Another way of responding to the uncertain future of the greenhouse gas market is the use of "option contracts," which hedge on the future value of a commodity (in this case, greenhouse gases) by allowing investors to participate for a relatively small fee and giving them an option to renew the contract every five or ten years or so, effectively recalibrating the value of the commodity'. However, this can be complicated, since it is difficult to predict the future value of greenhouse gases.

Other proposers try to ensure long-term viability of a project by entering into an arrangement with a host government or some other secure local entity, such as an NGO, that is charged with overseeing the project. This body would guarantee that the project is protected over many years. In this situation, the developer puts trust in the local institution and must, therefore, fully investigate the stability of this entity and whether it has the resources necessary to perform the agreed-upon tasks.

Project Monitoring

Another important aspect of the IJI process is project monitoring and verification. Monitoring involves the periodic collection and analysis of data on the project's effects; it is usually conducted by the project developer himself, although some IJI participants may wish to engage outside parties to perform monitoring. Some developers may also consider hiring a third party with special expertise in the area of data collection and analysis to design a monitoring regime for the project at its commencement.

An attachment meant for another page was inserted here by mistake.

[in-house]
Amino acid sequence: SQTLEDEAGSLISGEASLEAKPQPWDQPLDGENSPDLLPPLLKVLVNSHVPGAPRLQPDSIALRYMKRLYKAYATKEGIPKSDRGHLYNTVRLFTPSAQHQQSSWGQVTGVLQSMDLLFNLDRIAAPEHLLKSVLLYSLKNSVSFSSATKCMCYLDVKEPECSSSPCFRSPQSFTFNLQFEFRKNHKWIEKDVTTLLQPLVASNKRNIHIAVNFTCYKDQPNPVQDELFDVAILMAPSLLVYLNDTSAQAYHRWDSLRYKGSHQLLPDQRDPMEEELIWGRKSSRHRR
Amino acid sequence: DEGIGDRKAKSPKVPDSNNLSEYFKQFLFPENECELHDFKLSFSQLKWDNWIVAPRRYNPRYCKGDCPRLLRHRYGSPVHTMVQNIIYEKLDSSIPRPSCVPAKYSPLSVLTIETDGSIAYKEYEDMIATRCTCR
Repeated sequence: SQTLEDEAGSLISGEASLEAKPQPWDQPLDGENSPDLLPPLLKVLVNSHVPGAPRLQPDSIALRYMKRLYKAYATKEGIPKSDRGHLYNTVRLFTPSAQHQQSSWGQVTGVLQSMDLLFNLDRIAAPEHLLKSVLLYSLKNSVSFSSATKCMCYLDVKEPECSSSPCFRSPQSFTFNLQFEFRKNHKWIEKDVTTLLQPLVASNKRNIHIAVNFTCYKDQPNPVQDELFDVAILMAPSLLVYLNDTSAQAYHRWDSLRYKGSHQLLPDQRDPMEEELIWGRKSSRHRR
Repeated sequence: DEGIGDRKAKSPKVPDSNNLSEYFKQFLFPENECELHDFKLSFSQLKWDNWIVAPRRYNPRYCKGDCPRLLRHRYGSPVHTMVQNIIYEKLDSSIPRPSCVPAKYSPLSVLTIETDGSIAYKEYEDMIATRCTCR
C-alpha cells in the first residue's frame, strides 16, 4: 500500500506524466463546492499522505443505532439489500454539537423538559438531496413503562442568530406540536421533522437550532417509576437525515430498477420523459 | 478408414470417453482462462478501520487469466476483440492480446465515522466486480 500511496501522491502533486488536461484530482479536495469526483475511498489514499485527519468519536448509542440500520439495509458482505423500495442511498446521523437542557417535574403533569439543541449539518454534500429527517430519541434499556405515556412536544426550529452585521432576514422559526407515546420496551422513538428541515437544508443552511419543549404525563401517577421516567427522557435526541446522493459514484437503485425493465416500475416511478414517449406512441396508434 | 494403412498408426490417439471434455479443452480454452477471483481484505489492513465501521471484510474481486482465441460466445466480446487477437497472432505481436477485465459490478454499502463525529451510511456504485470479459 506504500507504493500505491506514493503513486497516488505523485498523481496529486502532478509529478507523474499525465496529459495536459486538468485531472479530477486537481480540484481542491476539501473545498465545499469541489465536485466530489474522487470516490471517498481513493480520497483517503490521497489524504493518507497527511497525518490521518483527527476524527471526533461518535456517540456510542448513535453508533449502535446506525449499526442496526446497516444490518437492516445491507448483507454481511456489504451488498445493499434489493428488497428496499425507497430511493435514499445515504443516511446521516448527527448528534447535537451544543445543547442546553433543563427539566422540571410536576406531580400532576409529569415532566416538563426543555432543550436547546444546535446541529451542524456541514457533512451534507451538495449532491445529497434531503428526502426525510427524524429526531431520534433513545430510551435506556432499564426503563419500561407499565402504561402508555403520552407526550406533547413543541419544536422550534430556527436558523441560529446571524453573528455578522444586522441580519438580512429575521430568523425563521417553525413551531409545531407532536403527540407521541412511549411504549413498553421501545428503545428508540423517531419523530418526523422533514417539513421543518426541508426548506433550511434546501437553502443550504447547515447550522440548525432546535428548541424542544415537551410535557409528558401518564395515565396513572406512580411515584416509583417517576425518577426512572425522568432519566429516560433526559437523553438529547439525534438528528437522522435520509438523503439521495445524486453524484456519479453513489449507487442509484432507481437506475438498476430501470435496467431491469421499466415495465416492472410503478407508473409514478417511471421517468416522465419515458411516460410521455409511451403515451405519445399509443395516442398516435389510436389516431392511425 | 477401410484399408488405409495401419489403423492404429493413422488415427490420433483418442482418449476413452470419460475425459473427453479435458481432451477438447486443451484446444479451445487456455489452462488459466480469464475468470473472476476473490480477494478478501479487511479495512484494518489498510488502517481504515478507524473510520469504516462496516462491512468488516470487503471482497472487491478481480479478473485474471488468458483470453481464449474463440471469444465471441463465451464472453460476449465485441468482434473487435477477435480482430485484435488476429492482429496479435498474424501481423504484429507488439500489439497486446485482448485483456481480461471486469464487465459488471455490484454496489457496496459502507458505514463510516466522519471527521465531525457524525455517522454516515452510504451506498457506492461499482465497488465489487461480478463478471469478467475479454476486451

Verification occurs when a third party is hired to measure project effects. The third party may consist of the USIJI Evaluation Panel. a USIJI designee, or another party selected by the project developer. This independent audit, as described elsewhere in this book, will ensure that data, procedures, and methodology being used are adequate for the project's goals.

When developing contracts for monitoring and/or verification, project developers may select an external auditor who will be a part of the project from inception on through final implementation, since monitoring and verification of greenhouse gas impacts essentially begin with the project design and initial estimation of effects. Those who are involved in original estimates of carbon impacts will have a better understanding of what needs to be monitored over the long term. Important considerations in designing monitoring and/or verification contracts include:

  • Schedule (when should monitoring occur and how often.